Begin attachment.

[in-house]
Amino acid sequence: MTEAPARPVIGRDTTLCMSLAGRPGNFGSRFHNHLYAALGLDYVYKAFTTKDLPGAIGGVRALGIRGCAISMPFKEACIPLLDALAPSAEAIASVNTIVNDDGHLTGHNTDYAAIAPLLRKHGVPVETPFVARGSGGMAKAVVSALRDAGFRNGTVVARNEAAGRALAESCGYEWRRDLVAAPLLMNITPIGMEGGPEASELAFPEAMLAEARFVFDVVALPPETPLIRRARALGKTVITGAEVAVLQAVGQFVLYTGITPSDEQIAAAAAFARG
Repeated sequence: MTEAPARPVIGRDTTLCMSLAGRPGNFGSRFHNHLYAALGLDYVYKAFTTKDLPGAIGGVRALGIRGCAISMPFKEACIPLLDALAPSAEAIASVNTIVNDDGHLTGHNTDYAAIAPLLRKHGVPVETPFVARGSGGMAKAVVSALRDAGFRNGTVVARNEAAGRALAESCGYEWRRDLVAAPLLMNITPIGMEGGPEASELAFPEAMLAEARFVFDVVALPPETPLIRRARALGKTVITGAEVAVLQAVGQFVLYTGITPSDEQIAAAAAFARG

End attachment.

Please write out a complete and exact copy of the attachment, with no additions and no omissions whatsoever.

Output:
[in-house]
Amino acid sequence: MTEAPARPVIGRDTTLCMSLAGRPGNFGSRFHNHLYAALGLDYVYKAFTTKDLPGAIGGVRALGIRGCAISMPFKEACIPLLDALAPSAEAIASVNTIVNDDGHLTGHNTDYAAIAPLLRKHGVPVETPFVARGSGGMAKAVVSALRDAGFRNGTVVARNEAAGRALAESCGYEWRRDLVAAPLLMNITPIGMEGGPEASELAFPEAMLAEARFVFDVVALPPETPLIRRARALGKTVITGAEVAVLQAVGQFVLYTGITPSDEQIAAAAAFARG
Repeated sequence: MTEAPARPVIGRDTTLCMSLAGRPGNFGSRFHNHLYAALGLDYVYKAFTTKDLPGAIGGVRALGIRGCAISMPFKEACIPLLDALAPSAEAIASVNTIVNDDGHLTGHNTDYAAIAPLLRKHGVPVETPFVARGSGGMAKAVVSALRDAGFRNGTVVARNEAAGRALAESCGYEWRRDLVAAPLLMNITPIGMEGGPEASELAFPEAMLAEARFVFDVVALPPETPLIRRARALGKTVITGAEVAVLQAVGQFVLYTGITPSDEQIAAAAAFARG